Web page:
This was one name for the armed engagements between New England settlements of English colonists and the Wabanaki Confederacy, who were allied with New France. Indians fought from mission villages established by French priests along the northern border, in dispute between New England and New France through much of the 18th century. During Father Rale's War, on September 10, 1722, some 400 or 500 St. Francis and Mi'kmaq warriors attacked Arrowsic, Maine, in conjunction with Father Rale and Abenaki forces from Norridgewock, Maine. In the summer of 1723, the Norridgewock and 250 Indian allies from St. Francis conducted a second attack against Arrowsic. After Father Rale's War, Abenaki fled to St. Francis from Norridgewock. During the Seven Years' War, the village and buildings of St. Francis were burned in an attack by Rogers' Rangers on October 4, 1759; this irregular British provincial force raided in Quebec. As a result of its defeat by Great Britain in this war, France ceded its territory in New France and east of the Mississippi River to Great Britain.
After the devastation of the warfare, First Nations people settled again in this area. The English referred to the village as St. Francis for many years. Years Canada designated Odanak as an Indian reserve for Abenaki, next to the majority French-Canadian village of Saint-Francois-du-Lac, which historic name was restored. In the late 20th century, the national government made French an official language in the entire nation and further recognized ethnic French and Québecois interests. List of municipalities in Quebec Municipal history of Quebec Gill family residents of St Francis St. Francois de Sales
Philippe de Rigaud, Marquis de Vaudreuil
Philippe de Rigaud, Marquis de Vaudreuil was a French politician, Governor-General of New France from 1703 to 1725, throughout Queen Anne's War and Father Rale's War. Born at the Castle of Vaudreuil, near Castelnaudary, France, he was the second son of Baron de Vaudreuil. As Chevalier de Vaudreuil, he was sent to command French forces in New France before being appointed Governor of Montreal in 1702, Governor-General of New France in 1703, he died at Quebec City. He married Louise Élisabeth de Joybert, a daughter of Pierre de Joybert de Soulanges et de Marson, by his wife Marie-Françoise, daughter of Louis-Théandre Chartier de Lotbinière, they lived at Château Vaudreuil, built in 1723 by Chaussegros de Léry, but was destroyed by a fire in 1803. Their son, Pierre François de Rigaud, Marquis de Vaudreuil-Cavagnal, served as the last French Governor-General of Canada before the British Conquest of New France from 1755 to 1760 during the French and Indian War. Several of his other sons went on to distinguished careers in navy.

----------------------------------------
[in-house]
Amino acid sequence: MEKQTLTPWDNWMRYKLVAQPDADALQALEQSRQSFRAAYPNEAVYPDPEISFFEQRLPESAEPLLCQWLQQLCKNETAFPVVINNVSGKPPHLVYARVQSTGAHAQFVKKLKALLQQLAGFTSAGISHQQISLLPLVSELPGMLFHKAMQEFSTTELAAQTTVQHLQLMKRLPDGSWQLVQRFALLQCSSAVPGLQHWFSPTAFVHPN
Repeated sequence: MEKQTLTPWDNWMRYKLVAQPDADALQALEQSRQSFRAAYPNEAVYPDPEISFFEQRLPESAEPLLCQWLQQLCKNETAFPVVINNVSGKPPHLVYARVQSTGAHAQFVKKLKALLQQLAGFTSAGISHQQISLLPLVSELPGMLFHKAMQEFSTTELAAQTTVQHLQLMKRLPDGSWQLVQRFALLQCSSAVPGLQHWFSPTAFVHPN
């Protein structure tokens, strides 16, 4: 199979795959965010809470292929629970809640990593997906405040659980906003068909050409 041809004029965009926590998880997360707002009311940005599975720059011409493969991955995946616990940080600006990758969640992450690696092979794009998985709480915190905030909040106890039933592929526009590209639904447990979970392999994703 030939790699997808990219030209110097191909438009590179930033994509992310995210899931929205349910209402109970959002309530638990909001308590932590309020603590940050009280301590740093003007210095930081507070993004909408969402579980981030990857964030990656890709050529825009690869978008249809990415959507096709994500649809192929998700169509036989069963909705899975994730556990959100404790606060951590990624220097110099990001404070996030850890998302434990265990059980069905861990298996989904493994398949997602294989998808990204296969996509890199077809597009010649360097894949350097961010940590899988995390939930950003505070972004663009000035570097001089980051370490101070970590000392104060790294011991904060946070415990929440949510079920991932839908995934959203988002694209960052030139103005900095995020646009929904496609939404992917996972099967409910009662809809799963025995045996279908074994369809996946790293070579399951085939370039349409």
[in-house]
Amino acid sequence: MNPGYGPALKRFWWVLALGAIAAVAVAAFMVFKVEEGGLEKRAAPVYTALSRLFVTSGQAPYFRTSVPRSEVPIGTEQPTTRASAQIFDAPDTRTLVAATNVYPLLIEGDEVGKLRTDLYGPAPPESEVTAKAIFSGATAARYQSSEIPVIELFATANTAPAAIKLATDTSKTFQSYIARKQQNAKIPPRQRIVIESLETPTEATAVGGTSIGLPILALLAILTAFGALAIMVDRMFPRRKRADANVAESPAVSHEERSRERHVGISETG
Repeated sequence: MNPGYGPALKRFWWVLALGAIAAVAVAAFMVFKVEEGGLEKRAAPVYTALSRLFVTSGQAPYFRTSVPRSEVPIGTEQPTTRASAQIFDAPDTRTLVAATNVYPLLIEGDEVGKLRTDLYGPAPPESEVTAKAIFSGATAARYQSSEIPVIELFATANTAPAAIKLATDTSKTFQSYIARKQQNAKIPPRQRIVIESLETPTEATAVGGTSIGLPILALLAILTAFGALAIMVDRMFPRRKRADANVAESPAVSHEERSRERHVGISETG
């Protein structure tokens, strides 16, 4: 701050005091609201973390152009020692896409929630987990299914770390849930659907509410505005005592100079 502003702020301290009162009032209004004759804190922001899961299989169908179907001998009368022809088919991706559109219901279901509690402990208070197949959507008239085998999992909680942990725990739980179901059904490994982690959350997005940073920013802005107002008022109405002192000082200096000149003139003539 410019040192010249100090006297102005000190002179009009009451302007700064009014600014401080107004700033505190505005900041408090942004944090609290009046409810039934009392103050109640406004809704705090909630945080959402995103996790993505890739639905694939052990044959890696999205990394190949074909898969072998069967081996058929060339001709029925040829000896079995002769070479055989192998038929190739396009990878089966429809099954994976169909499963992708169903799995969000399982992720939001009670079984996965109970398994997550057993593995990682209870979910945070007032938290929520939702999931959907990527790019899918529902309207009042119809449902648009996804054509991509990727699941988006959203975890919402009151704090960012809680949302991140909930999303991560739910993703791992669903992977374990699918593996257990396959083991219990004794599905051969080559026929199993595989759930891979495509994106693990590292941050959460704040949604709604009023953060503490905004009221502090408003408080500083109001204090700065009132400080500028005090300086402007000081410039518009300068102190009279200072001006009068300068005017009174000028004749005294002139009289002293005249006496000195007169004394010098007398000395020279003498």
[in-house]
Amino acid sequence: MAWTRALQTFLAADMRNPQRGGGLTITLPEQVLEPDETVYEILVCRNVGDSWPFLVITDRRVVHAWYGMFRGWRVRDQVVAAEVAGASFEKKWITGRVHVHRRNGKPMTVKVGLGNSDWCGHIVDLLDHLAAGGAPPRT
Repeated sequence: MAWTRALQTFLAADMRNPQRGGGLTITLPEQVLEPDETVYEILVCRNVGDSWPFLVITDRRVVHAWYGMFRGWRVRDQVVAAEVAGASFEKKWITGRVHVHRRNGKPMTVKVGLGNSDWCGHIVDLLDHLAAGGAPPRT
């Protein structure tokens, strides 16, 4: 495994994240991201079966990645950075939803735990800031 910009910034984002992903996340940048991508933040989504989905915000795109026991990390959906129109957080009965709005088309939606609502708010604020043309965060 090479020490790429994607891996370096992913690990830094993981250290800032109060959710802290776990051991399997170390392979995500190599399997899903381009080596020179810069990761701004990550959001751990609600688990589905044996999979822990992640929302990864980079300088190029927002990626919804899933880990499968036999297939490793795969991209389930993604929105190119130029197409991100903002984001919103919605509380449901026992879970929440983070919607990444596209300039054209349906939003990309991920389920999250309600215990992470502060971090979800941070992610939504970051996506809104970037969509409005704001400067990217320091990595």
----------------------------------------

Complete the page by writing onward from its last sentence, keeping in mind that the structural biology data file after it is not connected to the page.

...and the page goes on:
His grandson Louis-Philippe de Vaudreuil defeated the English Navy at the Battle of Yorktown on the Septre, was protecting George Washington's army in 1782 in Boston aboard the Triomphant. His grandson brought back the victorious French army of Rochambeau, back to France after the Siege of Yorktown. Château Vaudreuil was constructed in 1723 as his private residence in Montreal. A Squadron of cadets at the Royal Military College Saint-Jean was named in his honour. Vaudreuil is mentioned in a Fort Saint-Jean plaque erected in 1926 by Historic Sites and Monuments Board of Canada at the Royal Military College Saint-Jean. "Constructed in 1743 by M. de Léry under orders from Governor la Galissonnière. This post was for all the military expeditions towards Lake Champlain. In August 31, 1760, Commandant de Roquemaure had it blown up in accordance with orders from the Governor de Vaudreuil in order to prevent its falling into the hands of the English. Rebuilt by Governor Carleton, in 1773. During the same year, under the command of Major Charles Preston of the 26th Regiment, it withstood a 45-day siege by the American troops commanded by General Montgomery."
Louis-Philippe, rear admiral, knight of the order of Saint-Louis. Jean, Mousquetaire Pierre, governor of Trois-Rivières, governor of French Louisiana, Governor-General of New France. François-Pierre, conquered Fort Massachusetts, governor of Trois-Rivières, governor of Montréal. Joseph Hyacinthe, governor general of Saint-Domingue Canadian Hereditary Peers Jacques Baudry de Lamarche Zoltvany, Yves F.. "Rigaud de Vaudreuil, Philippe de". In Hayne, David. Dictionary of Canadian Biography. II. University of Toronto Press. Maude, Mary MacDougall. "Philippe de Rigaud de Vaudreuil, Marquis de Vaudreuil". The Canadian Encyclopedia. Historica Canada